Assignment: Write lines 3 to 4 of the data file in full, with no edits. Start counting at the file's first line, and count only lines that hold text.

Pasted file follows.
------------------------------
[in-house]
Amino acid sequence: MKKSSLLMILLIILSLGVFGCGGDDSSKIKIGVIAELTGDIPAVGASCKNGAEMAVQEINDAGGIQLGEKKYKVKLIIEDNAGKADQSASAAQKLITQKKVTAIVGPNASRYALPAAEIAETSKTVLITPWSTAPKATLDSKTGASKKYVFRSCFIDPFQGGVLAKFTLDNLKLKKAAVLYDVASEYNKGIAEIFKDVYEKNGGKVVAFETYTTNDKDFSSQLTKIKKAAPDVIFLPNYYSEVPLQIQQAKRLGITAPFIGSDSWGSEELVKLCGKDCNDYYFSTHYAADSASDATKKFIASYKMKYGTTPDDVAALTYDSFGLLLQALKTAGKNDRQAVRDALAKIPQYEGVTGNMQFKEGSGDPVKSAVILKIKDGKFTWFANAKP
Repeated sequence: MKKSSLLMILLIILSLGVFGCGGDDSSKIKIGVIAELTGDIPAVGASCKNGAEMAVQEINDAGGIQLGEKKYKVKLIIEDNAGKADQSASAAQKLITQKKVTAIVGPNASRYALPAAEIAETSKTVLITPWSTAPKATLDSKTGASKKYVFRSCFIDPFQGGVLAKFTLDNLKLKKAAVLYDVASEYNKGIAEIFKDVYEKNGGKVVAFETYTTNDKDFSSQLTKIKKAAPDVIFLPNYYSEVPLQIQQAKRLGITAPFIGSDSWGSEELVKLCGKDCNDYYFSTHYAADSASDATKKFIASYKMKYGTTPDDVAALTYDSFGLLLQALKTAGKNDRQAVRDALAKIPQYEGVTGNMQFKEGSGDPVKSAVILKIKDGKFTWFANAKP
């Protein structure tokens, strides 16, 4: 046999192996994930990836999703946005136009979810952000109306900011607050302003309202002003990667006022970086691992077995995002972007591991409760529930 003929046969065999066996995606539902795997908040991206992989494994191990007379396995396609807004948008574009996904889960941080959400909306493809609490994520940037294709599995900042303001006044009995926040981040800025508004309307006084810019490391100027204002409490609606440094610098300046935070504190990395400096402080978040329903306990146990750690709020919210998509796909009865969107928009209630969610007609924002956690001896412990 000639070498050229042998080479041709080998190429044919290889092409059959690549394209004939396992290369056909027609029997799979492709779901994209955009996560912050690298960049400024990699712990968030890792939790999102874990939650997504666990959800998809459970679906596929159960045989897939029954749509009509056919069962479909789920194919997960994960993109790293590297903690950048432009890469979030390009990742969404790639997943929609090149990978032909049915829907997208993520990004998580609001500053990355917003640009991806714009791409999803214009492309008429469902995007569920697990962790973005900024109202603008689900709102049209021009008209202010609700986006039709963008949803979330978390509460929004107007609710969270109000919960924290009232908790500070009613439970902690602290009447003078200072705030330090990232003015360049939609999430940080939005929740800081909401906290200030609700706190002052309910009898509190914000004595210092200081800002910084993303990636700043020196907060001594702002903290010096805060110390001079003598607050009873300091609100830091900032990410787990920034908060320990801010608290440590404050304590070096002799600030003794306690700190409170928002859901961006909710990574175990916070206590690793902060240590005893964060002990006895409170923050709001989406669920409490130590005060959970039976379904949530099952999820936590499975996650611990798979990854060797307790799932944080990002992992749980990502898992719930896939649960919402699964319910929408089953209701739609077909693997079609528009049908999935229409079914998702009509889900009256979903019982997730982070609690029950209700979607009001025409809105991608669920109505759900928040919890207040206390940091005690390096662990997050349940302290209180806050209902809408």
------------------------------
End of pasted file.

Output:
Repeated sequence: MKKSSLLMILLIILSLGVFGCGGDDSSKIKIGVIAELTGDIPAVGASCKNGAEMAVQEINDAGGIQLGEKKYKVKLIIEDNAGKADQSASAAQKLITQKKVTAIVGPNASRYALPAAEIAETSKTVLITPWSTAPKATLDSKTGASKKYVFRSCFIDPFQGGVLAKFTLDNLKLKKAAVLYDVASEYNKGIAEIFKDVYEKNGGKVVAFETYTTNDKDFSSQLTKIKKAAPDVIFLPNYYSEVPLQIQQAKRLGITAPFIGSDSWGSEELVKLCGKDCNDYYFSTHYAADSASDATKKFIASYKMKYGTTPDDVAALTYDSFGLLLQALKTAGKNDRQAVRDALAKIPQYEGVTGNMQFKEGSGDPVKSAVILKIKDGKFTWFANAKP
């Protein structure tokens, strides 16, 4: 046999192996994930990836999703946005136009979810952000109306900011607050302003309202002003990667006022970086691992077995995002972007591991409760529930 003929046969065999066996995606539902795997908040991206992989494994191990007379396995396609807004948008574009996904889960941080959400909306493809609490994520940037294709599995900042303001006044009995926040981040800025508004309307006084810019490391100027204002409490609606440094610098300046935070504190990395400096402080978040329903306990146990750690709020919210998509796909009865969107928009209630969610007609924002956690001896412990 000639070498050229042998080479041709080998190429044919290889092409059959690549394209004939396992290369056909027609029997799979492709779901994209955009996560912050690298960049400024990699712990968030890792939790999102874990939650997504666990959800998809459970679906596929159960045989897939029954749509009509056919069962479909789920194919997960994960993109790293590297903690950048432009890469979030390009990742969404790639997943929609090149990978032909049915829907997208993520990004998580609001500053990355917003640009991806714009791409999803214009492309008429469902995007569920697990962790973005900024109202603008689900709102049209021009008209202010609700986006039709963008949803979330978390509460929004107007609710969270109000919960924290009232908790500070009613439970902690602290009447003078200072705030330090990232003015360049939609999430940080939005929740800081909401906290200030609700706190002052309910009898509190914000004595210092200081800002910084993303990636700043020196907060001594702002903290010096805060110390001079003598607050009873300091609100830091900032990410787990920034908060320990801010608290440590404050304590070096002799600030003794306690700190409170928002859901961006909710990574175990916070206590690793902060240590005893964060002990006895409170923050709001989406669920409490130590005060959970039976379904949530099952999820936590499975996650611990798979990854060797307790799932944080990002992992749980990502898992719930896939649960919402699964319910929408089953209701739609077909693997079609528009049908999935229409079914998702009509889900009256979903019982997730982070609690029950209700979607009001025409809105991608669920109505759900928040919890207040206390940091005690390096662990997050349940302290209180806050209902809408």